In the summer, there are so many camps, workshops, programs and they all suggest that you start early to get your fingers toughened up because you’ll be playing more than you usually do.
But what does that mean? How can you get ready for these events? Here are seven ways to tune up for a workshop so you can get as much out of the last session as the first:
- Make a schedule – you know you have a finite amount of time to prepare, so plan to use it – each day increase your time on the bench a little (add no more than 10% each week – just like running). A small increase allows you to build up without adding too much at once, which will help you stay on track). Be sure in also increase the number of times each day that you sit at your harp – the workshop might be 8 hours a day but that won’t all be on your bench so you might want to practice sitting to your harp 3 times a day rather than one really long stretch!
- Work your plan – it’s all well and good to make a plan but then you have to actually use it! Be sure that you actually do the things you set up in your plan
- Be realistic – if you never have time to practice on Sundays (for example) – build that into your plan, don’t think that suddenly the time will appear. This is especially true if you are working around your current schedule – if you only have 30 minutes a day to practice, do not think that suddenly you will find 3 hours a day to practice. However, if you are so strapped for time that you can only practice for 30 minutes a day - know that you will need to modify what you expect to get out of each day of the workshop.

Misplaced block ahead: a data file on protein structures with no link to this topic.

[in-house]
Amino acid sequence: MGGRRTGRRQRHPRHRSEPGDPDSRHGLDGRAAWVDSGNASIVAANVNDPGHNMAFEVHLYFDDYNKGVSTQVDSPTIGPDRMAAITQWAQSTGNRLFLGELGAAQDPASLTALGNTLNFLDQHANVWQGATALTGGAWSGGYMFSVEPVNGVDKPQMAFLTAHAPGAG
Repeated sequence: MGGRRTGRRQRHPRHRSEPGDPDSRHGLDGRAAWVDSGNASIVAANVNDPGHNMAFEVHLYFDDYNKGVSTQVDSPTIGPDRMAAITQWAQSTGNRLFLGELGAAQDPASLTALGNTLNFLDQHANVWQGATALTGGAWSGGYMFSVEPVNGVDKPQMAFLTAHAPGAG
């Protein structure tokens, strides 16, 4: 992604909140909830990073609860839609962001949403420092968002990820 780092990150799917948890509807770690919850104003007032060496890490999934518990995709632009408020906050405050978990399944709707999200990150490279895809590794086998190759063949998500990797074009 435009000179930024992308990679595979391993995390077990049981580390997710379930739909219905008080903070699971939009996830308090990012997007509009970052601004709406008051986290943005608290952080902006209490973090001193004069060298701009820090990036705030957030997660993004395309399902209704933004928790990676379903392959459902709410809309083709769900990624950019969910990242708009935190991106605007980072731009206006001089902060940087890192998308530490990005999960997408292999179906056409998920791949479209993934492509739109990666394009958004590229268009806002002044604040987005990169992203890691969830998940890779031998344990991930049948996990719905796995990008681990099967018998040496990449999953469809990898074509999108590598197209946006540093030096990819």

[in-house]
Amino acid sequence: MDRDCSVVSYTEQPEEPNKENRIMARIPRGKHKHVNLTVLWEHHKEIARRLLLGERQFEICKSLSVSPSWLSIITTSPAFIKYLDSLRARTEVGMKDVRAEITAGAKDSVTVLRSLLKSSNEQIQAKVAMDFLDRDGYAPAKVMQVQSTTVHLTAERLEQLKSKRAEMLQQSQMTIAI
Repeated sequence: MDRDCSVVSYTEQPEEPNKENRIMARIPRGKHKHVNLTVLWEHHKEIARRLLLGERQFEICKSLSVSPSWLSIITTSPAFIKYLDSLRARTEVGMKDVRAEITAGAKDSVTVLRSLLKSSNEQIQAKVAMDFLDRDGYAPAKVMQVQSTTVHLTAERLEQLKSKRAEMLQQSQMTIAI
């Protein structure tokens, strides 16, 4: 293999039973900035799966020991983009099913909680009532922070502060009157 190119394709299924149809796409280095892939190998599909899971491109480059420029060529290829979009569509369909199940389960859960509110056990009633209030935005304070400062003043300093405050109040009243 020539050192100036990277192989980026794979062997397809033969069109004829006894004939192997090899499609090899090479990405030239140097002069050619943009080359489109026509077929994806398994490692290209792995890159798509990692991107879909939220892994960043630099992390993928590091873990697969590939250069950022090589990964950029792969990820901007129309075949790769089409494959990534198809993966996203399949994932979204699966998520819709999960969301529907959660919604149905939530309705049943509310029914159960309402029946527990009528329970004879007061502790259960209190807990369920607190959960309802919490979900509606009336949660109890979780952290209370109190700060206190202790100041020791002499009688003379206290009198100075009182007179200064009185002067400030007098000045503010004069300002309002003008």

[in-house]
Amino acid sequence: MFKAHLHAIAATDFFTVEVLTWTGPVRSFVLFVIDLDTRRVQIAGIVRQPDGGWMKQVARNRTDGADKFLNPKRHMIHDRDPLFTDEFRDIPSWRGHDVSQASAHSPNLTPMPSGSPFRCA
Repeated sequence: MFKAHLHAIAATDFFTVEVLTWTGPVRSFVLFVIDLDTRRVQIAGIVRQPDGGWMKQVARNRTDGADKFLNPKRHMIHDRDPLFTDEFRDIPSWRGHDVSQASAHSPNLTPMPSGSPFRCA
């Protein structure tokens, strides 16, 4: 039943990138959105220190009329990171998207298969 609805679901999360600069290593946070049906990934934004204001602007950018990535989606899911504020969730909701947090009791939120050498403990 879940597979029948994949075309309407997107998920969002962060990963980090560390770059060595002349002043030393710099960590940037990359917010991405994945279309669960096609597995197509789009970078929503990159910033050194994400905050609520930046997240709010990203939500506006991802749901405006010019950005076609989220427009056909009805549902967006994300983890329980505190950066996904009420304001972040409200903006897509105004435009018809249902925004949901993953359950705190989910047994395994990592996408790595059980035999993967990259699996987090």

- Remember your braces: when you had braces, you didn’t expect all the movement at once – it was gentle progress you were after – same thing here – gentle positive progress will not only allow you to feel better about your work but will result in a noticeable benefit.
- Warm up – this is not the time to skimp on the fundamentals – do plan to spend a little time warming up (and when you get to your workshop, don’t forget to do this!)
- Stretch – just as you know that a good warm up is essential to avoiding injury, a good stretch at the end of your time at your harp is also important while you are increasing your time on the bench. And when you are at your workshop, stretching will also be important – you will be working hard. In addition, workshop participants are often a little stressed (concentrating, wanting to “do well” (whatever that means – everyone is learning!), trying to learn a lot in a little time with the tutor all add to your stress).
- Journal – keep a record of what you are doing and how it is going – while this is always a good idea, it’s especially important when you are trying to prepare.